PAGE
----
Growing your own vegetables can be costly because of the conditions and tools you will need. Aside from seeds, you must take into account fertilizer, garden tools, and the cost of water. The best way to get the greatest yield out of your crop is to plant vegetables that have a high yield. Some options are peas, tomatoes, squash, beans and corn.
Growing your own vegetables can save you money in the long run, but it will of course depend of a number of factors. Which vegetables you choose, what you decide they need to grow, and how much you spend on vegetables in the first place, are just a few. (I am going to disagree with the first answer here that corn is a high yield vegetable, but the others mentioned are) Snap peas, tomatoes, and lettuce likely will save you money if you don’t go overboard in the garden supplies. I only had a few lettuce plants available to me last summer and I didn’t have to buy lettuce once. Seeds are inexpensive, and you may need to buy some decent soil or fertilizer, but overall the cost is cheaper in many cases, and overall it is a rewarding experience. You get the satisfaction of watching your food grow, you eat healthy, fresh, organic plants, you don’t have to worry about them “going bad” in the fridge, and the taste is usually better. The link below has a great cost table comparing growing to buying, and some recommendations of which veggies might be good to start with.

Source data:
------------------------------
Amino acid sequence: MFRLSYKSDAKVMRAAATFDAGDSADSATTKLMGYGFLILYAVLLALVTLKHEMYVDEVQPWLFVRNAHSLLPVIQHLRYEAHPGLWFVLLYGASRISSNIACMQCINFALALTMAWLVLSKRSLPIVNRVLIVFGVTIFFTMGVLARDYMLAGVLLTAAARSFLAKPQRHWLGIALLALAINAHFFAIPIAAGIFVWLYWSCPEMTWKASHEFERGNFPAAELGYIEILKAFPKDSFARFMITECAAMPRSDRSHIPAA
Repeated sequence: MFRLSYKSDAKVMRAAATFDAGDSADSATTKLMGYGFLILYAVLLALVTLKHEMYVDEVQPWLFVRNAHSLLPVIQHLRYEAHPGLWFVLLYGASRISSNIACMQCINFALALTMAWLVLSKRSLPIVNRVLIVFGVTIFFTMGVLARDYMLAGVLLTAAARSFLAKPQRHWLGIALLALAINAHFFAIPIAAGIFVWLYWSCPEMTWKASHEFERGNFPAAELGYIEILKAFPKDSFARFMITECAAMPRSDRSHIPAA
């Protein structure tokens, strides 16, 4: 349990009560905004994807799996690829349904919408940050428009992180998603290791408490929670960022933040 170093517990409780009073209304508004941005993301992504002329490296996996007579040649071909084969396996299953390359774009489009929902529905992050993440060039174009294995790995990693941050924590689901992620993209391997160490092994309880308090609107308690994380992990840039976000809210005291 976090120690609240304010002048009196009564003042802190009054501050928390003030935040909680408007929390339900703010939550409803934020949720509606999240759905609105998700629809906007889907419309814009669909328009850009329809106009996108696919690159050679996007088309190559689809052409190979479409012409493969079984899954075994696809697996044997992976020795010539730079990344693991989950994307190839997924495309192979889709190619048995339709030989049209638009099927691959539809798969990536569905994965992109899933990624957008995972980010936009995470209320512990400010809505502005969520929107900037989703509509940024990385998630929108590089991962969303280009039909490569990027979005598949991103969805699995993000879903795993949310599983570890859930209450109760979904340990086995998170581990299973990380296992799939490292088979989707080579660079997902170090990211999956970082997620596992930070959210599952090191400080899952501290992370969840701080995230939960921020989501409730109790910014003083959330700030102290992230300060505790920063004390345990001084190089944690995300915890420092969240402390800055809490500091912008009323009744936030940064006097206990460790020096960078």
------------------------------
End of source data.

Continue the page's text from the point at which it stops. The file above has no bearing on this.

There are a number of steps you can take to reduce the overall cost and many of those costs are one-time. Raised beds can be built, tools are only purchased as needed and seeds are very low cost. I do purchase non-GMO, organic seeds when starting something we haven’t grown before, but I plant them indoors and allow them to get a good start before moving them into a raised bed outside. I also succession plant so that I have vegetables for a longer time period. You can cover your vegetables (depending on the time of year) to either keep them warmer in winter or cooler in summer. We move our raised beds under shelter if we need to as well. Once you plant your herbs you can use them year around – we cut fresh rosemary or cilantro as we need and then we also dry some as well. It is also less expensive to save seeds from your plants for future plantings and to share.
probably not… pretty much all you need is the seeds, bulbs, or whatever you’re planting, water, and good soil.
Initially it can be because you’d have to invest in tools, seeds, probably soil and possibly wood and such to build a space to plant the vegetables. But in the long run (especially if you keep replanting with the seasons) it will actually save you money and it is so satisfying to eat food you grew yourself. Also, you know its fresh, organic, and definitely local!
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